Kids pedal for ribbons, soda and chance at state

*This story was featured in the Hastings Tribune on July 25, 2016. 

On a cool and windy day, kids and parents alike gathered at Windmill Park Sunday afternoon for the Adams County Fairfest pedal tractor pull.

This year’s competition featured 30-plus kids, ranging from ages 4 to 12 and gave them all a chance to win a purple ribbon and a free soda.

For 9-year-old Nicolas Reynolds, the event was a new, but worthwhile experience.

“My dad asked me if I wanted to do it, so I did it,” he said. “I really liked getting to ride the tractor.”

For the event, kids climb aboard a pedal tractor equipped with various weights on the back of the tractor. The rider pedals down the track to see who can travel the furthest distance. The weights and tractors vary by age group and tends to get heavier the further the tractor goes.

“We have like six tractors and they’re all lengthened. The older you get, the longer the tractor is,” said event coordinator Cindy Ash. “(Bruce) changes the skid plate that makes it harder to pull.”

The kids are separated by age and sex and are then paired with the corresponding size of tractor.

While every participant received a reward, only three kids from each class earned the right to represent Adams County at the Nebraska State Fair.

“They qualify for the state pull at all the county fairs,” Ash said.

 

Cindy and her husband, Bruce, have plenty of experience with kids’ tractor pulls, considering they attend about 20 county fairs a year. Despite the long weekends spent at fairs, seeing the kids’ reactions during the event is reward enough.

“I just like seeing the kids’ faces,” Ash said. “They like to win and they even like to lose. It’s just a good kids’ event for any age and really any person can do it.”

Poultry show tests 4-H’ers knowledge

*This story was featured in the Hastings Tribune on July 23, 2016. 

On a warm Friday morning, 4-H’ers gathered beneath a tent at the Adams County Fairgrounds to showcase their most prized poultry.

The show, which didn’t allow for the entering of live birds last year because of the threat of avian flu, was back to normal this time around.

This year’s broilers class — one of four different classes of competition — featured kids of all ages showing off the birds they’ve worked with for six straight weeks.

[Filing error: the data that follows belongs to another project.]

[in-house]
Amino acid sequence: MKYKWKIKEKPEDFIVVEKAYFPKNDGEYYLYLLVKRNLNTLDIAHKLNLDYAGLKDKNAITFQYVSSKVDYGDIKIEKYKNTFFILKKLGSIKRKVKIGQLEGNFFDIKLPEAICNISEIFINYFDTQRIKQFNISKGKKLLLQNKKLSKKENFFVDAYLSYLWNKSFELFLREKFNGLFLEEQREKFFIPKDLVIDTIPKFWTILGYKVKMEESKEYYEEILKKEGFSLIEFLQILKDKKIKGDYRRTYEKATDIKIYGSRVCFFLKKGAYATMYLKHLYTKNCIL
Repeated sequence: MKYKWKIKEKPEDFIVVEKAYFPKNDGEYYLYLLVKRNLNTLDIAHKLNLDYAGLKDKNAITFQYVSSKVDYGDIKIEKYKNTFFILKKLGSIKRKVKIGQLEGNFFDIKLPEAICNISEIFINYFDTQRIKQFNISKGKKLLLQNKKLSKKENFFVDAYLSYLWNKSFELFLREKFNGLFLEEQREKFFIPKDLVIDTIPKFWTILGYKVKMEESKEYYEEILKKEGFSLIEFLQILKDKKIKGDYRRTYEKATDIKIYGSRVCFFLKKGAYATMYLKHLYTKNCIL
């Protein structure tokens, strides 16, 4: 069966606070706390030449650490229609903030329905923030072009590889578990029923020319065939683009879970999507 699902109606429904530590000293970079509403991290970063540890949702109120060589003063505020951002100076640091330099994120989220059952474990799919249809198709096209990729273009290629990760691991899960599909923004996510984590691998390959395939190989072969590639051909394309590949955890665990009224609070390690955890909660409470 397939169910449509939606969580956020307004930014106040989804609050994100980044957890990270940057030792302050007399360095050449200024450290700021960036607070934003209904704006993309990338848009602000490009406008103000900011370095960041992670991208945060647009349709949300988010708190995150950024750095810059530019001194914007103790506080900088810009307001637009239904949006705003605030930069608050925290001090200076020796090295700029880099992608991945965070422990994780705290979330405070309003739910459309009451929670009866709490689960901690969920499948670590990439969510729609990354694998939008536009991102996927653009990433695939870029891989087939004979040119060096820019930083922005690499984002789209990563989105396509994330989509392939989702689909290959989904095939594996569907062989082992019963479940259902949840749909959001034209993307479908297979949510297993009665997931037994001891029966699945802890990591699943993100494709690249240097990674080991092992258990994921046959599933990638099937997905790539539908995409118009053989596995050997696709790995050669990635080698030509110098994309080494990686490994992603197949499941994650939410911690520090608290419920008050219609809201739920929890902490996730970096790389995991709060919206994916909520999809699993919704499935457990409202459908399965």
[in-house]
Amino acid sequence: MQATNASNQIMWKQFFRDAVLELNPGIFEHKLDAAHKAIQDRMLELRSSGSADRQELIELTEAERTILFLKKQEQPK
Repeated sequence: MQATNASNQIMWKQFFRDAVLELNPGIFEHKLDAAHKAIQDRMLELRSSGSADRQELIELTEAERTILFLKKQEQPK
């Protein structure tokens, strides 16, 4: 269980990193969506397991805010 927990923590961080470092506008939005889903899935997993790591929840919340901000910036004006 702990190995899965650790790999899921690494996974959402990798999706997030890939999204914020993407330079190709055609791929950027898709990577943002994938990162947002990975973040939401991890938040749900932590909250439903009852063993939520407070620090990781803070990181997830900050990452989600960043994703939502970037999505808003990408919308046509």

“Everyone gets chicks from the same production facility on the same day, so they start out of the gate running at the same place,” said Lynn Devries, extension educator for Adams County. “The broilers is a six-week project from the start of day one baby chicks until today, where they’re market ready.”

The morning kicked off with the broiler’s competition, followed by the showmanship, bantam class and clover kids competitions.

Every 4-H’er receives a ribbon for their submissions, which can act as an incentive for the extensive preparation needed to enter these birds into the show.

“A lot of preparation is needed for any show,” said 16-year old Dariana Burr of Juniata. “We have to get the cages ready, bathe the birds, polish their beaks, trim their nails, clean their legs. Birds are so dirty, so that takes a lot of time.”

After getting the birds ready for competition, 4-H’ers bring their birds to the fairgrounds and anxiously wait to hear from the judges.

Birds are judged according to the American Standard of Perfection standards, and depending on the class, can be judged on any number of things including meat capacity, plumage, comb quality and health of the bird’s feet.

One aspect of competition in particular requires a special amount of courage, knowledge of the bird and speaking skill. The showmanship portion involves a participant explaining the anatomy of the bird, identifying the types of feathers and posing the bird in front of a judge, along with the crowd, which can be quite the daunting task.

But for Burr, she tends to think of the opportunity as a chance to perfect some real life skills.

“The speaking experience, getting out in front of people, it’s really hard, but it helps you later on with college, high school and job interviews,” she said. “It’s just a great way to learn.”

While the 4-H’ers are often eager to receive recognition for their work in the form of purple, blue or red ribbons, to some, the competition can also be used to teach a lesson or two.

“I think it (the competition) just gives them a lot of confidence and some independent skills, as well. Many of our 4-H’ers are building responsibility and showing they can grow and take care of an animal,” Devries said. “It’s a project with a little guidance from their family. It’s something they can do on their own.”